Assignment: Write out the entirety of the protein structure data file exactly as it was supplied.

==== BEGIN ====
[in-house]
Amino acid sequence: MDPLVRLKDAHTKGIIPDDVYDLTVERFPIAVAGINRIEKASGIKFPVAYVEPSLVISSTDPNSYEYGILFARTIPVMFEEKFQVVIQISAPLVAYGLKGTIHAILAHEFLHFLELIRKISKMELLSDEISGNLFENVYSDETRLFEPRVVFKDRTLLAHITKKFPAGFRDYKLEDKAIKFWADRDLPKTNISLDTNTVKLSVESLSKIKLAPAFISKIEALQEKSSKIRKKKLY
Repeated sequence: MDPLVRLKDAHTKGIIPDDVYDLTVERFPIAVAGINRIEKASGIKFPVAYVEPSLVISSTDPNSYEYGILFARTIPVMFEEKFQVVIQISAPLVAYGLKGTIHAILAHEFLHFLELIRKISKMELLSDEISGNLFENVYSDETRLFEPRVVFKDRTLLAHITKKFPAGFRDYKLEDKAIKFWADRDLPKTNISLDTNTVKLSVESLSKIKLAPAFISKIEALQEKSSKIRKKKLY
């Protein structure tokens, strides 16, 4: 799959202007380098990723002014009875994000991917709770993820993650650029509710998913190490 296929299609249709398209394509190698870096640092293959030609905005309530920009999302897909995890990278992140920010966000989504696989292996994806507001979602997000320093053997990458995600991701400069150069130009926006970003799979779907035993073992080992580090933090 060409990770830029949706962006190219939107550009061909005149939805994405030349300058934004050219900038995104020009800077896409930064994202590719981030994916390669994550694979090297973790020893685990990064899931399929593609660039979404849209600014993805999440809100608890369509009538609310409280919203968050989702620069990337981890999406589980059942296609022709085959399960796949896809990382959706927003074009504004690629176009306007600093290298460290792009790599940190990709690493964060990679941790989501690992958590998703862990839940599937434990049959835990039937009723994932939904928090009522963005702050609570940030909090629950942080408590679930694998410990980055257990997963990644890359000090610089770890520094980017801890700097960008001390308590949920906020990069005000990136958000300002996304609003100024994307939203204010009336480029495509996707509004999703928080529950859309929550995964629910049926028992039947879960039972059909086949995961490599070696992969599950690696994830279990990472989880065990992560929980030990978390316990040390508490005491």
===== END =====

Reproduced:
[in-house]
Amino acid sequence: MDPLVRLKDAHTKGIIPDDVYDLTVERFPIAVAGINRIEKASGIKFPVAYVEPSLVISSTDPNSYEYGILFARTIPVMFEEKFQVVIQISAPLVAYGLKGTIHAILAHEFLHFLELIRKISKMELLSDEISGNLFENVYSDETRLFEPRVVFKDRTLLAHITKKFPAGFRDYKLEDKAIKFWADRDLPKTNISLDTNTVKLSVESLSKIKLAPAFISKIEALQEKSSKIRKKKLY
Repeated sequence: MDPLVRLKDAHTKGIIPDDVYDLTVERFPIAVAGINRIEKASGIKFPVAYVEPSLVISSTDPNSYEYGILFARTIPVMFEEKFQVVIQISAPLVAYGLKGTIHAILAHEFLHFLELIRKISKMELLSDEISGNLFENVYSDETRLFEPRVVFKDRTLLAHITKKFPAGFRDYKLEDKAIKFWADRDLPKTNISLDTNTVKLSVESLSKIKLAPAFISKIEALQEKSSKIRKKKLY
């Protein structure tokens, strides 16, 4: 799959202007380098990723002014009875994000991917709770993820993650650029509710998913190490 296929299609249709398209394509190698870096640092293959030609905005309530920009999302897909995890990278992140920010966000989504696989292996994806507001979602997000320093053997990458995600991701400069150069130009926006970003799979779907035993073992080992580090933090 060409990770830029949706962006190219939107550009061909005149939805994405030349300058934004050219900038995104020009800077896409930064994202590719981030994916390669994550694979090297973790020893685990990064899931399929593609660039979404849209600014993805999440809100608890369509009538609310409280919203968050989702620069990337981890999406589980059942296609022709085959399960796949896809990382959706927003074009504004690629176009306007600093290298460290792009790599940190990709690493964060990679941790989501690992958590998703862990839940599937434990049959835990039937009723994932939904928090009522963005702050609570940030909090629950942080408590679930694998410990980055257990997963990644890359000090610089770890520094980017801890700097960008001390308590949920906020990069005000990136958000300002996304609003100024994307939203204010009336480029495509996707509004999703928080529950859309929550995964629910049926028992039947879960039972059909086949995961490599070696992969599950690696994830279990990472989880065990992560929980030990978390316990040390508490005491």